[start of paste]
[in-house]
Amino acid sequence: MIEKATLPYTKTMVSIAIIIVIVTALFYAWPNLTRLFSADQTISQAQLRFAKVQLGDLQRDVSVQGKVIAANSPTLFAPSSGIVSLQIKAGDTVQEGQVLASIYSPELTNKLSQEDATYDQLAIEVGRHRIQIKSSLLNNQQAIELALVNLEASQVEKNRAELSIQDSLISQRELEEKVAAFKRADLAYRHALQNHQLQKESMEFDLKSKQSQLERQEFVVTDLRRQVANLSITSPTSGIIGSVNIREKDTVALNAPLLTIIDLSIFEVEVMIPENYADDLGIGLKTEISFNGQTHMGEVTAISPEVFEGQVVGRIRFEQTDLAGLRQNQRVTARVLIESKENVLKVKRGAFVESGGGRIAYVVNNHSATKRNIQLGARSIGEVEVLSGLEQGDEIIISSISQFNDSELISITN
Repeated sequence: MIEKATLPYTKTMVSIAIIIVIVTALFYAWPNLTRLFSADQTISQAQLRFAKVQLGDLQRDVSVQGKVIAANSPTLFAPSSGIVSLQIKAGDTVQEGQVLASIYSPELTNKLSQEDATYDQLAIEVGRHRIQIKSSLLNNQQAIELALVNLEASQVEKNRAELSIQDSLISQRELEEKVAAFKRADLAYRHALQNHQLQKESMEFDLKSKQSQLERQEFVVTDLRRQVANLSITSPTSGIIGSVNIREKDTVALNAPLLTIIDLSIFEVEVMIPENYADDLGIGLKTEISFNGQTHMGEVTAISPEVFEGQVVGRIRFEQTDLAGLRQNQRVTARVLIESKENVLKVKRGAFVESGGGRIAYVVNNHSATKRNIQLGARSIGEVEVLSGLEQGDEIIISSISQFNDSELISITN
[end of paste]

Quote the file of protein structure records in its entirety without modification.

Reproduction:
[in-house]
Amino acid sequence: MIEKATLPYTKTMVSIAIIIVIVTALFYAWPNLTRLFSADQTISQAQLRFAKVQLGDLQRDVSVQGKVIAANSPTLFAPSSGIVSLQIKAGDTVQEGQVLASIYSPELTNKLSQEDATYDQLAIEVGRHRIQIKSSLLNNQQAIELALVNLEASQVEKNRAELSIQDSLISQRELEEKVAAFKRADLAYRHALQNHQLQKESMEFDLKSKQSQLERQEFVVTDLRRQVANLSITSPTSGIIGSVNIREKDTVALNAPLLTIIDLSIFEVEVMIPENYADDLGIGLKTEISFNGQTHMGEVTAISPEVFEGQVVGRIRFEQTDLAGLRQNQRVTARVLIESKENVLKVKRGAFVESGGGRIAYVVNNHSATKRNIQLGARSIGEVEVLSGLEQGDEIIISSISQFNDSELISITN
Repeated sequence: MIEKATLPYTKTMVSIAIIIVIVTALFYAWPNLTRLFSADQTISQAQLRFAKVQLGDLQRDVSVQGKVIAANSPTLFAPSSGIVSLQIKAGDTVQEGQVLASIYSPELTNKLSQEDATYDQLAIEVGRHRIQIKSSLLNNQQAIELALVNLEASQVEKNRAELSIQDSLISQRELEEKVAAFKRADLAYRHALQNHQLQKESMEFDLKSKQSQLERQEFVVTDLRRQVANLSITSPTSGIIGSVNIREKDTVALNAPLLTIIDLSIFEVEVMIPENYADDLGIGLKTEISFNGQTHMGEVTAISPEVFEGQVVGRIRFEQTDLAGLRQNQRVTARVLIESKENVLKVKRGAFVESGGGRIAYVVNNHSATKRNIQLGARSIGEVEVLSGLEQGDEIIISSISQFNDSELISITN